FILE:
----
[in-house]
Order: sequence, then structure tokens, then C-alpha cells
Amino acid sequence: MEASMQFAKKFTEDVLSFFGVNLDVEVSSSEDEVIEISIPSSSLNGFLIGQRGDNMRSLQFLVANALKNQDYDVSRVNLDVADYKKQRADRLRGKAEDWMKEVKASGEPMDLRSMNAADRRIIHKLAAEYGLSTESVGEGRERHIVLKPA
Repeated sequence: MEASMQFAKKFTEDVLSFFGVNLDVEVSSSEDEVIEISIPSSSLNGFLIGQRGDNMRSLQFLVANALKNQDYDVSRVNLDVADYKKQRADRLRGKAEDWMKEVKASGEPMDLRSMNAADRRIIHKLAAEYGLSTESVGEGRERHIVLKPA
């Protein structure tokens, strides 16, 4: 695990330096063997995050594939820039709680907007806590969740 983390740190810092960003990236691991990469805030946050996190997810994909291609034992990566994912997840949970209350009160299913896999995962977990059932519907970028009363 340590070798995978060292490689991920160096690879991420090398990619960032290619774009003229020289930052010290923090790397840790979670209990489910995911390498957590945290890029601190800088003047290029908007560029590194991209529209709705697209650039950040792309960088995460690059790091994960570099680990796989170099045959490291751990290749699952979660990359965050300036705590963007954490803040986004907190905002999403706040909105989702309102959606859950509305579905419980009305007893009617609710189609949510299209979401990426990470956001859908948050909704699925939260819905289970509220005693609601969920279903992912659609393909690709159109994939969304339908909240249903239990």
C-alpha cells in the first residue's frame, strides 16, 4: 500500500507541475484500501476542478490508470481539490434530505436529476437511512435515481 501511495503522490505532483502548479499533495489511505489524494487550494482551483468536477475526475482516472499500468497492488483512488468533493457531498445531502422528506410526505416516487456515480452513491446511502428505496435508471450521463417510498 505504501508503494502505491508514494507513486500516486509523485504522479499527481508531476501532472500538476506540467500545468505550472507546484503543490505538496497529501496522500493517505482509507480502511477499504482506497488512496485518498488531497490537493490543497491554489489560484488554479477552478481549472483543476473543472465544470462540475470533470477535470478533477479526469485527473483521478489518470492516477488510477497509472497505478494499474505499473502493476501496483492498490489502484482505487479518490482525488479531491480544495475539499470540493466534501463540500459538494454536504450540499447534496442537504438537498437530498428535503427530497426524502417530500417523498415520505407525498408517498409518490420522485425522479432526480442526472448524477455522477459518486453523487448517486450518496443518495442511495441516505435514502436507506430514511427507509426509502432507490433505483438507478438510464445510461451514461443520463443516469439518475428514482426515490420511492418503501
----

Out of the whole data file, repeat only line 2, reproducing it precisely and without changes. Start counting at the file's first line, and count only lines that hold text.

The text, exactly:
Order: sequence, then structure tokens, then C-alpha cells